Yes, exactly. Quite aware that China still has twice the number of poor people that the US has people fullstop.

            • Ari

              China shouldn’t have to slow down or give up its development in order to address climate change or the environment, in fact in a fair world we should be paying them to make sure they development is green and sustainable, and to accelerate it. But good luck trying to make that happen.

              • KJT

                True. The USA is denying the developing world 100 Billion they asked for, for sustainable development. Even though it is a fraction of their military or bailout spending and it would mostly be spent in the USA anyway.

          • Ari

            Don’t get me wrong, I think China has more readily swallowed some of its “green pills” than the USA, in the forms of policies it didn’t want to implement that made it greener. I just don’t think you can objectively even approach calling china green at the moment given that it’s going in the wrong direction. It’s much the same fallacy as calling New Zealand politics green because we’ve had less time to spoil and overdevelop our country- we’re making up for lost time very well, in reality. China wants to do the same too, but they’re beginning to realise they can at least develop their business faster if they have fingers in the green pie while still burning tons of coal at every opportunity while it’s still artificially “cheap” because nobody pays for the cleanup costs.

    • Zorr 1.2

      The USA (as a country) has a positive environmental record? This is news to me. If, as the article seems to state, China is moving towards green technology then yes, they now have (and will continue to have) a better environmental record than the US of A.

    • KJT 1.3

      China’s Greenhouse gas emissions per capital 2005. 5.5 T.

      USA. 22.5 t.


      • Ari 1.3.1

        Keep in mind that China’s emissions are rapidly growing at a time when we need overall emissions to slow down, so even though they certainly beat out the USA at the moment, they’re going in the wrong direction and seem to be putting little effort into even getting the currently more-polluting countries to cut it out.

        Not to mention that while it may be polluting a lot less per capita, the people-to-resources ratio in China is much larger than in a western democracy, and they’re probably emitting a very large amount of pollution relative to the amount of resources they have available, and the only reason their per-capita rates are so low is because of the massive underclass in their society that lives on very little by our standards and so drags the average down nicely. It’d be very interesting to see a spread of emissions by income for china and compare it to a similar graph for western countries, as I imagine it wouldn’t come out too different at the same income levels. (ie. the reason they’re polluting less per person is because they have more and poorer people)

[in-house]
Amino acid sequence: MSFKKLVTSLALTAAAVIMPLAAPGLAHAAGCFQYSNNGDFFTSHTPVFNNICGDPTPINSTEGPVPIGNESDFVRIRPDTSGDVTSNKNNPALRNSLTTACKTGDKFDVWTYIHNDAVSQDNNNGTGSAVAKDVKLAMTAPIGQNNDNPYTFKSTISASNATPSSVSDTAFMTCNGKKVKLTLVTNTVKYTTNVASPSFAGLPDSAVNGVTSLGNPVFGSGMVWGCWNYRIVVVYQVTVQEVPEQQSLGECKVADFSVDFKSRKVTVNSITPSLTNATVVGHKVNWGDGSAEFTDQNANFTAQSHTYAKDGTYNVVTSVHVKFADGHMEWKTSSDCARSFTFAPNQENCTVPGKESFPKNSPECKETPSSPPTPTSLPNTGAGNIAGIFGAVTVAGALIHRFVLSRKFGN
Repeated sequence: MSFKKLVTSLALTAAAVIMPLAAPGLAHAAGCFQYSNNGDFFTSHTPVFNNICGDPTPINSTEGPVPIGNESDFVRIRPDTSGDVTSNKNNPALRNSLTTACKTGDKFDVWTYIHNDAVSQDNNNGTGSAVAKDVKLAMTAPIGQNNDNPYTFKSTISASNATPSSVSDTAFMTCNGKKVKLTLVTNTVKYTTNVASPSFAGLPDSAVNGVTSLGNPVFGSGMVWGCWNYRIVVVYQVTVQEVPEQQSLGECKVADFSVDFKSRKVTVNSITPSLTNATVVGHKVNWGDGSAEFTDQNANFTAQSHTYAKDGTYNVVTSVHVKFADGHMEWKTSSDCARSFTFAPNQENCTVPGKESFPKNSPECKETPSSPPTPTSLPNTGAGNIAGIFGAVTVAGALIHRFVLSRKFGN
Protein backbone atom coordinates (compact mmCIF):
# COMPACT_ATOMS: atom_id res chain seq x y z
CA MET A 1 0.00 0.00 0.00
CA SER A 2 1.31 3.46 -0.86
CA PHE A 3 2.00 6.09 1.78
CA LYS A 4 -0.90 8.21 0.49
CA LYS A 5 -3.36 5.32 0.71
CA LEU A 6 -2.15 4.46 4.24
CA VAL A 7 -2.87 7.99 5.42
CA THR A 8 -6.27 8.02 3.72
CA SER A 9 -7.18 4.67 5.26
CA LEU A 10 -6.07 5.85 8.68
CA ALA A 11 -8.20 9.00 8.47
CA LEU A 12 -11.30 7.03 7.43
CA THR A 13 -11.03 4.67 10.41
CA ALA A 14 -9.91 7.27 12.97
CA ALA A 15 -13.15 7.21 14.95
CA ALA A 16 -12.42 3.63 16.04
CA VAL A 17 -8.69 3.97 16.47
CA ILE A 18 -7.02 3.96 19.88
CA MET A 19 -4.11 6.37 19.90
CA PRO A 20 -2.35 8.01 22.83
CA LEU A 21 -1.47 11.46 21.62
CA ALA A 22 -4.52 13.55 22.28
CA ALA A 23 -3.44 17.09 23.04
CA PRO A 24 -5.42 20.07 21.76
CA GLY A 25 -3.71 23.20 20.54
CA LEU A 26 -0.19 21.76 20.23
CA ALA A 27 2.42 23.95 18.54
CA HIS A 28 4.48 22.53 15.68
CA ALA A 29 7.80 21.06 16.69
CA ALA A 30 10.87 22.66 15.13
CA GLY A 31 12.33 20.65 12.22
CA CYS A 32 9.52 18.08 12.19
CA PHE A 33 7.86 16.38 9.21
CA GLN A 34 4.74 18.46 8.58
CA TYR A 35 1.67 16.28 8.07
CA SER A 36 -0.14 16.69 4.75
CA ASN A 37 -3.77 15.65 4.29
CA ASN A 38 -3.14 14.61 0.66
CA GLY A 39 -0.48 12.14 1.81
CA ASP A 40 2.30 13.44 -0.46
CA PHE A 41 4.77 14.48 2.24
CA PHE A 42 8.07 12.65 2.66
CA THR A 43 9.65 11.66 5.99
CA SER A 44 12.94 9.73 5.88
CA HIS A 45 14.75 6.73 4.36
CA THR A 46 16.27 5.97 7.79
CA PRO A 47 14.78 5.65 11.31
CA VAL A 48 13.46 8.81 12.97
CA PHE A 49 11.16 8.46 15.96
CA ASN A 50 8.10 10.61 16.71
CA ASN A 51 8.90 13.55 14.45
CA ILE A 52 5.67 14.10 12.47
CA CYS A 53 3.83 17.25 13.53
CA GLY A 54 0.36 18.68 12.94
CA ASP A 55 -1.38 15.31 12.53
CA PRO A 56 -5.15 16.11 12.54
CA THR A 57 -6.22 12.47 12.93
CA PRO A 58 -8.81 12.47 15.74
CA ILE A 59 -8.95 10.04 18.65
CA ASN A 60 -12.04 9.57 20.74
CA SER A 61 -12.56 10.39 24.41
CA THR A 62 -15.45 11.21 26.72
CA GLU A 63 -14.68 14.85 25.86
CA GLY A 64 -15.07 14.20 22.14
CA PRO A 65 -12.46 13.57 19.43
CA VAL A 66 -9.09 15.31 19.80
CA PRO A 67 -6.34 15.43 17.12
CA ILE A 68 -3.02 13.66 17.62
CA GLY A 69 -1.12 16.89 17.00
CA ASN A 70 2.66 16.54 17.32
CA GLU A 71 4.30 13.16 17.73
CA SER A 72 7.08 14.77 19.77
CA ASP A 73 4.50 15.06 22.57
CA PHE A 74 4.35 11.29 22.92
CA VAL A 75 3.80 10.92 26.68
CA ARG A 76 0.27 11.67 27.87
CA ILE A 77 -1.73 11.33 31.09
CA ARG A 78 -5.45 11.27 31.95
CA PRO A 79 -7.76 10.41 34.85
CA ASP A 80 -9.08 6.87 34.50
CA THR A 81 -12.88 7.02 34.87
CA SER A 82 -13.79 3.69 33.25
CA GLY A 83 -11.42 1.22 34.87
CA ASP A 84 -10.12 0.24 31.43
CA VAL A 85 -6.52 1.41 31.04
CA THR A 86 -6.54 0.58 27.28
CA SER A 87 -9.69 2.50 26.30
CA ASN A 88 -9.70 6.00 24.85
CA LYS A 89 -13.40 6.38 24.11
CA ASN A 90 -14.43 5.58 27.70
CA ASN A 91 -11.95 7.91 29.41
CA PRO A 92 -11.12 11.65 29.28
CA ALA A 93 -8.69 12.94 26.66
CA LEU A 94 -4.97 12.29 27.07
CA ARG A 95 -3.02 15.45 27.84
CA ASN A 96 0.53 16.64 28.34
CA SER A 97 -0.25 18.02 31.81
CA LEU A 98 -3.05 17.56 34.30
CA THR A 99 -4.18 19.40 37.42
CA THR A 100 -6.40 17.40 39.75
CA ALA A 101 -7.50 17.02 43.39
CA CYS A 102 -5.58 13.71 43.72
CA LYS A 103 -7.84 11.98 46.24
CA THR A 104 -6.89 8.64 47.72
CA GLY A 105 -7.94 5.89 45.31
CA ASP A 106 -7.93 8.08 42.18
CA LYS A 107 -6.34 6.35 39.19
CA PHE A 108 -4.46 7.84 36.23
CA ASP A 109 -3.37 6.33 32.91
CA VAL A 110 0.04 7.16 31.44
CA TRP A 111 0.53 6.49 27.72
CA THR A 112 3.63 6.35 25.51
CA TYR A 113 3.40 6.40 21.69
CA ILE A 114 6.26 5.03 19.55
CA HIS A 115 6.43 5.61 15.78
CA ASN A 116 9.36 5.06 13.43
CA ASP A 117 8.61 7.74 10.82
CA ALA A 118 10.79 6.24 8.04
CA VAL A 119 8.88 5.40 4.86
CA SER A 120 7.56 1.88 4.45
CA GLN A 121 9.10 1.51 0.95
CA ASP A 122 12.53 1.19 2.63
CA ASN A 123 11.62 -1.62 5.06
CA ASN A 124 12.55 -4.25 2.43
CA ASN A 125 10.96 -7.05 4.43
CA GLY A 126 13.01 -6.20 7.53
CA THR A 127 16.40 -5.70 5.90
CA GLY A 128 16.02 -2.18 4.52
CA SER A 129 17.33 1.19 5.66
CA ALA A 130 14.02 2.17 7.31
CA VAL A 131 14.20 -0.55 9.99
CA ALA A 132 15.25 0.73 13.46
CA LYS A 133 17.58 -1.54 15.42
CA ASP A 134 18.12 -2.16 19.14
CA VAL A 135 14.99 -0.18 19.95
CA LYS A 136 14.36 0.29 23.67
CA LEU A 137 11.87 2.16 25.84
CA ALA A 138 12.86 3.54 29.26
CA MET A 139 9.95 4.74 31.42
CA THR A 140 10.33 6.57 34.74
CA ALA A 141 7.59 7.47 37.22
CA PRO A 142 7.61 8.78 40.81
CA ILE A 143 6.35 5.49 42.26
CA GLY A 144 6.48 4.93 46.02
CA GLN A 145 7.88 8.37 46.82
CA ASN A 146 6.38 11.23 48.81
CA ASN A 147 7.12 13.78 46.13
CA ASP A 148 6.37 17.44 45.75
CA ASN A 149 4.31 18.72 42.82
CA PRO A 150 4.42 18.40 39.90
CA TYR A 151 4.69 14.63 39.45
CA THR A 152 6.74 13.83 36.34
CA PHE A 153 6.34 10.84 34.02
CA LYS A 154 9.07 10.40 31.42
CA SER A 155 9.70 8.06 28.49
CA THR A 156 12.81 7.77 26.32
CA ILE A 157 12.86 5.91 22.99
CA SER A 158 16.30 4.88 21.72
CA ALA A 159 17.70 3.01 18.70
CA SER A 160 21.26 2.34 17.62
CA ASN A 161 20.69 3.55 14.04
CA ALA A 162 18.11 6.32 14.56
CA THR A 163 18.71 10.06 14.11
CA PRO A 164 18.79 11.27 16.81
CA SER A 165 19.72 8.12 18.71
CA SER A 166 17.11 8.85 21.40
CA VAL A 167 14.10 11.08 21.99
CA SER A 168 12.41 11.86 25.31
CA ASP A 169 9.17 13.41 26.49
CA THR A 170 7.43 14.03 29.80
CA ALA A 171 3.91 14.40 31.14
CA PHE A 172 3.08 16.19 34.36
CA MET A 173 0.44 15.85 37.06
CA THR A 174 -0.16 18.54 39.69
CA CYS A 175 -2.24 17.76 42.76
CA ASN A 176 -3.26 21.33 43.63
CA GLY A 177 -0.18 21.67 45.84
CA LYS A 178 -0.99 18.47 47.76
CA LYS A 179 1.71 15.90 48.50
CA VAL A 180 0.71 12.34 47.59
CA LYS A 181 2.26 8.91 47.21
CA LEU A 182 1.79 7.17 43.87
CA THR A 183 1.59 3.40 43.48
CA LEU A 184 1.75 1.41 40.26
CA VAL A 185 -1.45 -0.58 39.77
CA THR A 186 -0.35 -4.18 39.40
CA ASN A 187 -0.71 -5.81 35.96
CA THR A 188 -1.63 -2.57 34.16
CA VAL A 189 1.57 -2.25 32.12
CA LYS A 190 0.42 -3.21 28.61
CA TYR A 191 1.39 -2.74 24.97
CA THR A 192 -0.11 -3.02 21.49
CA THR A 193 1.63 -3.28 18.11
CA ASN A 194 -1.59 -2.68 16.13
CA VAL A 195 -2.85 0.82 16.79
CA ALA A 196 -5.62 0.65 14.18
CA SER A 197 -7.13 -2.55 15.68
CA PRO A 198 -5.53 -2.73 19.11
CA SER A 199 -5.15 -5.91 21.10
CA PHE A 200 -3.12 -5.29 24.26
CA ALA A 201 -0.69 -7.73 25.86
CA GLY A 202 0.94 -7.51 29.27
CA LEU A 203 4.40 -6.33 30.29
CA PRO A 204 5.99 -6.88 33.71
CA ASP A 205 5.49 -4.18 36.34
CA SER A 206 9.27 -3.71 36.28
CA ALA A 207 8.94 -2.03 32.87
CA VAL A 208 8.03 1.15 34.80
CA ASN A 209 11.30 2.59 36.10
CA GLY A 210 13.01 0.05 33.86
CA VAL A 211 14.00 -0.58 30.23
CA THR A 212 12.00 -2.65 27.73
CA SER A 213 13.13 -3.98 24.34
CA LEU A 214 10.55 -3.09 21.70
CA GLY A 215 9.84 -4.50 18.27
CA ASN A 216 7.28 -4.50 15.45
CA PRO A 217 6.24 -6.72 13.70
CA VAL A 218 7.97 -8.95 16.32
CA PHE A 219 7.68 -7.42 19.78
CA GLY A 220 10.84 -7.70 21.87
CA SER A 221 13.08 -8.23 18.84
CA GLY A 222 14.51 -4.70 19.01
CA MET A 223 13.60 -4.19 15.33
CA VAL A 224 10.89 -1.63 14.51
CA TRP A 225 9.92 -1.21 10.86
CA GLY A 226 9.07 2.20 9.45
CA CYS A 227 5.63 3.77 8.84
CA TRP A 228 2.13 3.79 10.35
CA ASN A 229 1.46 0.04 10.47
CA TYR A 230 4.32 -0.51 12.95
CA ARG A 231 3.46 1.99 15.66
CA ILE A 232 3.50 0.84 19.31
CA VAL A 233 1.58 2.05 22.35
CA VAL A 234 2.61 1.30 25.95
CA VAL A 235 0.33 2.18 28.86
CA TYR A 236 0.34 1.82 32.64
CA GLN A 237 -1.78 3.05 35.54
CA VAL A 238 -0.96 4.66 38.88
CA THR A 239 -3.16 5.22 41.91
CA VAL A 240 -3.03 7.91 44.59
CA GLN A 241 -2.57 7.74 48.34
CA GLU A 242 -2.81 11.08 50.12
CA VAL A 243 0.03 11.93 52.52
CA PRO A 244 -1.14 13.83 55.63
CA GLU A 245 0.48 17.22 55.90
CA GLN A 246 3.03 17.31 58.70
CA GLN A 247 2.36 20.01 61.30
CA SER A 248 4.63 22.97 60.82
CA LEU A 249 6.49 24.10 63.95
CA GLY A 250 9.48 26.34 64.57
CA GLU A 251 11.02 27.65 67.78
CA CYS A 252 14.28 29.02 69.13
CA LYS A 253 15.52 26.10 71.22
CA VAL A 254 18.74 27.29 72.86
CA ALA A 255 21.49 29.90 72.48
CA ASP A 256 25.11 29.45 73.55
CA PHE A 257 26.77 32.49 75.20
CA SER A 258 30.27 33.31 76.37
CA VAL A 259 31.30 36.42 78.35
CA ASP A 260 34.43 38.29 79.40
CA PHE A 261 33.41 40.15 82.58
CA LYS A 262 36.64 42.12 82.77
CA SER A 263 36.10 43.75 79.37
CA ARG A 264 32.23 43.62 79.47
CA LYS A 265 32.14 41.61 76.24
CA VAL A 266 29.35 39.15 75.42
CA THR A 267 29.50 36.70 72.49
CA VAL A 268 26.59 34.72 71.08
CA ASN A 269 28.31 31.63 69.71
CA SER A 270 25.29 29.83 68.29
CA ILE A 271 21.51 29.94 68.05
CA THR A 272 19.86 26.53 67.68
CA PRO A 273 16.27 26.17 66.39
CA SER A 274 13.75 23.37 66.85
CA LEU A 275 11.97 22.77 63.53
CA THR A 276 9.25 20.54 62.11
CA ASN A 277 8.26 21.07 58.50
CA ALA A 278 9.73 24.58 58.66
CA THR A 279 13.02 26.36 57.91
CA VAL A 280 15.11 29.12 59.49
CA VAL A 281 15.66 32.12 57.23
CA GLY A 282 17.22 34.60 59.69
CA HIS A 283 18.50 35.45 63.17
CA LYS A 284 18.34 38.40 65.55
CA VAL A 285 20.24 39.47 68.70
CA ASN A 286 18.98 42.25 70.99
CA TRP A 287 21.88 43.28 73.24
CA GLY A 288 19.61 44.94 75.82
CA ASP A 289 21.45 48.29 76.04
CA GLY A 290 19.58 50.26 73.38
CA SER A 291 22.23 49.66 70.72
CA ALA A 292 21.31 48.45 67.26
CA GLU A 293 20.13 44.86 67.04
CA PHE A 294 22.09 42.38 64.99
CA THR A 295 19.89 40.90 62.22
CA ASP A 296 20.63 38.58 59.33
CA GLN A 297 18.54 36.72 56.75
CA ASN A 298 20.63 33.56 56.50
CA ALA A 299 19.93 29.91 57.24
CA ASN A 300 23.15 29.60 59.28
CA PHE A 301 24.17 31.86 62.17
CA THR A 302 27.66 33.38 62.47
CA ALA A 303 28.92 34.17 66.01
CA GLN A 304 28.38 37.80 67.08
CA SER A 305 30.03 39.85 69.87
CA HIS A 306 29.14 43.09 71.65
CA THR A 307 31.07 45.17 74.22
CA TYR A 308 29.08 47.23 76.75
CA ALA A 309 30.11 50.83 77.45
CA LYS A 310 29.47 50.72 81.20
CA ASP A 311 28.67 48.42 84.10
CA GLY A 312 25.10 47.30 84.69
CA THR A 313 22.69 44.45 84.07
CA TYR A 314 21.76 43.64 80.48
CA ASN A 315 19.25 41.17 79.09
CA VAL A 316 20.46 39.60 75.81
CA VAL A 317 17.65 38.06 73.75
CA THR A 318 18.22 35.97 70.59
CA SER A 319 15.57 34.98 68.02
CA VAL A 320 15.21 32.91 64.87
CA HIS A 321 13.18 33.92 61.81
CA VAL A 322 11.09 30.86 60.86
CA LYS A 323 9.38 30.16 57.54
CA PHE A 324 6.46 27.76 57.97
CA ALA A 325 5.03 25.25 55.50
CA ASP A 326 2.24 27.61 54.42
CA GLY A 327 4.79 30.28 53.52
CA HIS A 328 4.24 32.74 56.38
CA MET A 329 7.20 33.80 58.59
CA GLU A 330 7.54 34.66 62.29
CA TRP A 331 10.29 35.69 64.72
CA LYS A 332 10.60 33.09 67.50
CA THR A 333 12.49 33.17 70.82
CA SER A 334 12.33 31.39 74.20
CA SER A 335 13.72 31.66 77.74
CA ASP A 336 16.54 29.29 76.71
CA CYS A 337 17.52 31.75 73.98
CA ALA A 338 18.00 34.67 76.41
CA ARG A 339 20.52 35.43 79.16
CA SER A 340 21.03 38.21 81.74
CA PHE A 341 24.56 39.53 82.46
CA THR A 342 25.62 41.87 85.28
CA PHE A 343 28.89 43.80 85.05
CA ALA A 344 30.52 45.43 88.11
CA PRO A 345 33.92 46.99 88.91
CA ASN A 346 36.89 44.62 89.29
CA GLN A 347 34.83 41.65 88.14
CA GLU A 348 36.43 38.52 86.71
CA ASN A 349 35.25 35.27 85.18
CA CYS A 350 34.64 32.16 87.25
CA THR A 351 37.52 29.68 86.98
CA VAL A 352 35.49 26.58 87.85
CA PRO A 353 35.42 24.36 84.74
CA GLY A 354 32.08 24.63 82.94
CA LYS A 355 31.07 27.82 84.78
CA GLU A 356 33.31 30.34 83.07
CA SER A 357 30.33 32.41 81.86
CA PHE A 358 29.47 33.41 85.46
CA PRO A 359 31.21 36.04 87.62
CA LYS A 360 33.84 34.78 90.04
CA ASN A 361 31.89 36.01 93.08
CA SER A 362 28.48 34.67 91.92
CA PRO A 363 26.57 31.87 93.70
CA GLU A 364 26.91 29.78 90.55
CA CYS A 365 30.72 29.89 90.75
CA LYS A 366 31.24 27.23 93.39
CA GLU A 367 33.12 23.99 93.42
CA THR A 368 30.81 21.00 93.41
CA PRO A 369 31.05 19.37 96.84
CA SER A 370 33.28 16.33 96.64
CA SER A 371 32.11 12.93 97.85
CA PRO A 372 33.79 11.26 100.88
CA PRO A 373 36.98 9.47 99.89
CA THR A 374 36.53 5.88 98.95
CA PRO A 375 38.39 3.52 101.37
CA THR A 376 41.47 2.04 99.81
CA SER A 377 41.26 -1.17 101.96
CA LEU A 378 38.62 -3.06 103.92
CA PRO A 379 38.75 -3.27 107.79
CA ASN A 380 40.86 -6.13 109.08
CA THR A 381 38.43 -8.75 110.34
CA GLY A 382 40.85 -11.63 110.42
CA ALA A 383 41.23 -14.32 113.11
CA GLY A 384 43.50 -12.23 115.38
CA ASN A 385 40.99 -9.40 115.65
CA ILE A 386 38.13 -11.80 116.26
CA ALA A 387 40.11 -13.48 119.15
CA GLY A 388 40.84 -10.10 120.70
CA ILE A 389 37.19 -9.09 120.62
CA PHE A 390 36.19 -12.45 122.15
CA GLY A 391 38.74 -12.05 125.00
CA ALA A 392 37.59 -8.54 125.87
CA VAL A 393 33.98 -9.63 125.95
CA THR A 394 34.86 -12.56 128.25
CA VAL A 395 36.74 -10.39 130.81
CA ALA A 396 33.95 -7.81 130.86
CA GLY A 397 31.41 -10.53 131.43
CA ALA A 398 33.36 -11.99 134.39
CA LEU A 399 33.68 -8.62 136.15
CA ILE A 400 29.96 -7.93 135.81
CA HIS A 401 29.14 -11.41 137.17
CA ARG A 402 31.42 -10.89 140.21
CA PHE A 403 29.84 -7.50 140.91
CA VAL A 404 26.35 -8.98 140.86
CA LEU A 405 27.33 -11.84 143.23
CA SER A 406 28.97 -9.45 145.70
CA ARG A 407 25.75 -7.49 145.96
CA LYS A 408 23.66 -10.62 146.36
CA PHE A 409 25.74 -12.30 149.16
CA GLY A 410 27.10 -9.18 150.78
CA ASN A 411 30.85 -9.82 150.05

2. Jack McDonald 2

    Interesting. But I doubt USA will follow suit, but the rest of the world must, making them more and more irrelevant.

  3. Bill 3

    The IPCC is calling for a green house gasses to be reduced between 20% and 40% by 2020, based on 1990 levels to limit temperature rises to 2 degrees Celcius.

    The EU is offering a 20 % reduction in green house gas emissions by 2020 based on 1990 levels. And a 30 % reduction if other nations make matching offers.

    The US is offering a 17 % reduction by 2020 levels based on 2005 levels, which equates to a 3 – 4 % reduction based on 1990 levels.

    China is offering cuts based on economic growth of 40 – 45% reduction based on 2005 levels.

    India is offering a 20 – 25% reduction based on 2005 levels.

    So, it would seem that China is offering more than the US and that nobody is doing anything like enough.

    Meanwhile, the US is hell bent on monkey wrenching any renewal of the verifiable Kyoto Protocol and having its unverifiable Copenhagen accord adopted. The wikileaks files contains correspondence on the US’s shenanigans. The Guardian has an article on it here.

    And I wonder if China is developing so-called green technologies out of altruism or because it needs a fall back position if the US manages to control the flow of oil coming from the (broadly speaking) Middle East.

    I can’t really see altruism coming into it. China might be a command economy, but it’s interacting with the rest of the world using market principles and as such is as much driven by considerations of growth and profit generation as the rest of them.

    So, you want that we save our arses? Then ‘kill’ these monstrous institutions of governance and do it.

  4. joe90 4


    Another warning, this time from an outgoing Republican.

    On clean energy development, Mr. Inglis warned his Republican colleagues that China was preparing to “eat our lunch.”

    “They plan on innovating around these problems, and selling to us, and the rest of the world, the technology that’ll lead the 21st century,” he said. “We may press the pause button for a few years, but China is pressing the fast-forward button.”

  5. RascallyRabbit 5